A couple of years ago, I read a very endearing blog post written by Lauren over at The Stuff of Life Blog.  It seems that Lauren found herself traveling with her son to Miami for spring break!

First off, she gets some seeerioouuusss cool mom points, especially since she footed the bill.  And secondly, she got me thinking about why I was glad not to be my former, younger, wild thing self of (eh-hem…) just a few short years ago.

These days, the Encore Voyage definitely does not include spring break antics.  Here are a few reasons:

1. We don’t need to escape – Our daily life is pretty damn sweet!  Back in the day, we would count the days until we could ditch college and get some relief somewhere…anywhere!  Now, there’s just not that much to run from.

2. Sleeping in is no longer our priority – God knows I never thought anyone would hear me say this…I have become a lark.  This from a perpetual night owl!  I worked my way through college as a bartender – staying up half the night was part of the routine.  Spring break was when we dreamed of sleeping until noon.  But now – wait for it – I love the sunrise!  I believe this is because we are no longer exhausted as we were during our working careers.  Weird, I know, but true!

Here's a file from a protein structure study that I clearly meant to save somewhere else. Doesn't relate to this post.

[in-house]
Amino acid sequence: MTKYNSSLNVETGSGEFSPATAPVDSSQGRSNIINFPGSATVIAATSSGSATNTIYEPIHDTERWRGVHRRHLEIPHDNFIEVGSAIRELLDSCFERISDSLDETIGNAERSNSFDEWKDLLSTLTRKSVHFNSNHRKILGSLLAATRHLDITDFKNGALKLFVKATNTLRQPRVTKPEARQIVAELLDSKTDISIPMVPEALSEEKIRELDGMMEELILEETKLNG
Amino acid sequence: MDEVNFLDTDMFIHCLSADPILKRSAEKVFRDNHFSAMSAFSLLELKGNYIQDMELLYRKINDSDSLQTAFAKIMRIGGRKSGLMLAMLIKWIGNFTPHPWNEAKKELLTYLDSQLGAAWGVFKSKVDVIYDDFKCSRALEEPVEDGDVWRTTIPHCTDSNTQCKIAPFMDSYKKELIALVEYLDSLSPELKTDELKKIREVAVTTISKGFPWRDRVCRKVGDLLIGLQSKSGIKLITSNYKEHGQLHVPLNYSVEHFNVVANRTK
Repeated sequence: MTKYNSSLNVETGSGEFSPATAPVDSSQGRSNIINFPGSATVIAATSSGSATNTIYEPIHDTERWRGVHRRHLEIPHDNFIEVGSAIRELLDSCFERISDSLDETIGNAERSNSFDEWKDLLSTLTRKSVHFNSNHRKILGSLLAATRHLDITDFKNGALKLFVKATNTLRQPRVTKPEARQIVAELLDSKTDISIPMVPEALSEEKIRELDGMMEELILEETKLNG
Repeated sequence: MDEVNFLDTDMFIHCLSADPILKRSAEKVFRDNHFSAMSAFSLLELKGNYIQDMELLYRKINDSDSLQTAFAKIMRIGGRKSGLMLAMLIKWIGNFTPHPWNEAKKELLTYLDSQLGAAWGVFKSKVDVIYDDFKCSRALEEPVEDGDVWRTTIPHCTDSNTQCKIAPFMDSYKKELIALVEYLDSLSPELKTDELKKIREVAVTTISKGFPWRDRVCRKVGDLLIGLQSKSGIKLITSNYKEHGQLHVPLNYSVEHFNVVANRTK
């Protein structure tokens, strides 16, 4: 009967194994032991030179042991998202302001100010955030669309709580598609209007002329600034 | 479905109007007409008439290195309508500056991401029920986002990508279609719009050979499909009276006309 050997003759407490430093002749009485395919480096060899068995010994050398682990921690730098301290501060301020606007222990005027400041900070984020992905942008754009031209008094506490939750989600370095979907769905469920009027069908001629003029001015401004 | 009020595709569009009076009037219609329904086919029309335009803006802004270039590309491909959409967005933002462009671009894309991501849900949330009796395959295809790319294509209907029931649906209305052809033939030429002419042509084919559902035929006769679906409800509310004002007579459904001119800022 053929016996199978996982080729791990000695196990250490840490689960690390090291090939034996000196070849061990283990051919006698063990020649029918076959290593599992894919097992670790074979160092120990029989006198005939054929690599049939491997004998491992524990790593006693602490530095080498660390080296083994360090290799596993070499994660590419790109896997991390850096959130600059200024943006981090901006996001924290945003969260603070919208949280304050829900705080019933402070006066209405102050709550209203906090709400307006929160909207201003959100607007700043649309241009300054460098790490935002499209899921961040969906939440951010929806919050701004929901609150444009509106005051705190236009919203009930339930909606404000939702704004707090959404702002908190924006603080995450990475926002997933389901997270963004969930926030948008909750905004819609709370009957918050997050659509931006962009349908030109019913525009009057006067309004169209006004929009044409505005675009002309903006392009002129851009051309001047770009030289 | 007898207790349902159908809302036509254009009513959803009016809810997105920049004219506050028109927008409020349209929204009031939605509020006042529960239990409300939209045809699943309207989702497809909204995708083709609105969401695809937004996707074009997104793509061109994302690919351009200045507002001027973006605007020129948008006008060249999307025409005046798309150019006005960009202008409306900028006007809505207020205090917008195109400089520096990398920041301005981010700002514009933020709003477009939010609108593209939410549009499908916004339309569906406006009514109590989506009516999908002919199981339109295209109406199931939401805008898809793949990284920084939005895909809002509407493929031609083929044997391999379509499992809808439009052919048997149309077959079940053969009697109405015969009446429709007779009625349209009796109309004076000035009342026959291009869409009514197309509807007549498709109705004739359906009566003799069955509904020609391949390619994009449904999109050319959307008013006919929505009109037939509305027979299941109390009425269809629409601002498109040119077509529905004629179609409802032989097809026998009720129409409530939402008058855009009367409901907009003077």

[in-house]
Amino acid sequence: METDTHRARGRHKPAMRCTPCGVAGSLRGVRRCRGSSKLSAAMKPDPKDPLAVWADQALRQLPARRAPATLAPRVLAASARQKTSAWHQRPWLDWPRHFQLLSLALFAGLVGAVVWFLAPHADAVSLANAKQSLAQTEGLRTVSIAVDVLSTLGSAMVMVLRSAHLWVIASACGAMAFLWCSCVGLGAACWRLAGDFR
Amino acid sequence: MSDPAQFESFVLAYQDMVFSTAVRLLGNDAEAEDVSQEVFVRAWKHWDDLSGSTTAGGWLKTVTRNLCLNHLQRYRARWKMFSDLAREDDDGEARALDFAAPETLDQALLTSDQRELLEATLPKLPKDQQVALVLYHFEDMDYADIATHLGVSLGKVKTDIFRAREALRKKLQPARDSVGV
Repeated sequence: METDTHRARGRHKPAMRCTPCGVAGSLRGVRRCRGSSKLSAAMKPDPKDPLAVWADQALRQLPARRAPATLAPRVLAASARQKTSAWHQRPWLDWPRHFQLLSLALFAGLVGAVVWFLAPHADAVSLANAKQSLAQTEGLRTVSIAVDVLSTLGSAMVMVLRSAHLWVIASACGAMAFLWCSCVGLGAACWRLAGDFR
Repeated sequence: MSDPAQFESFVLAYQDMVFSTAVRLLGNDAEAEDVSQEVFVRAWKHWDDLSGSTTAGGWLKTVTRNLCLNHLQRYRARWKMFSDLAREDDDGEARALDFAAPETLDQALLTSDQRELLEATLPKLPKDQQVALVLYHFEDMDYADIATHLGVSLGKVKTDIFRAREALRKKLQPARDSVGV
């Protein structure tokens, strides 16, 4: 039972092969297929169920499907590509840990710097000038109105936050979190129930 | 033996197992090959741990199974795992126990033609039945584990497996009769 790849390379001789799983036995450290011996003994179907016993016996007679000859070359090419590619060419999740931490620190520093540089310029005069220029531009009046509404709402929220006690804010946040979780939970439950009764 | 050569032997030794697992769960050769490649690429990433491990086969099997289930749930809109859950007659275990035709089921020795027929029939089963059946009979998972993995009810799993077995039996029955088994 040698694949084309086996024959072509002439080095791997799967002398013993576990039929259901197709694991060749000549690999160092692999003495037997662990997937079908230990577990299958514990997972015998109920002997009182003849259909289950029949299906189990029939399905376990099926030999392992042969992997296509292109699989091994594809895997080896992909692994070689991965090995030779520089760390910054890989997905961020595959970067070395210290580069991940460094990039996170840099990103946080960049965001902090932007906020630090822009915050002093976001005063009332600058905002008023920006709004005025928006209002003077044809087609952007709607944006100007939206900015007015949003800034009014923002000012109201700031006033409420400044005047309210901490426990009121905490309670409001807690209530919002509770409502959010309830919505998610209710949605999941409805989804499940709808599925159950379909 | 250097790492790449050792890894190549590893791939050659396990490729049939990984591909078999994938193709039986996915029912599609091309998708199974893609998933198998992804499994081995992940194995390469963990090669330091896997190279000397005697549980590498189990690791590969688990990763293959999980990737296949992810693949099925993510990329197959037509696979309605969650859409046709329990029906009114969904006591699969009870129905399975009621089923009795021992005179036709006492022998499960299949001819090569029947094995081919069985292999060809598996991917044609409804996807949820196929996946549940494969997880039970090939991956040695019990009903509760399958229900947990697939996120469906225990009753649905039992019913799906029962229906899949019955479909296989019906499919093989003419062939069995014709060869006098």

3. We don’t need to use spring break to catch up (on studies or other chores) – Remember when you would use spring break to start reading that 50,000 pages that you had put off reading?  Or would count on having the time finally to start that term paper? For us, those things that need to be done have either already been done, or they’ll keep until tomorrow…or next week.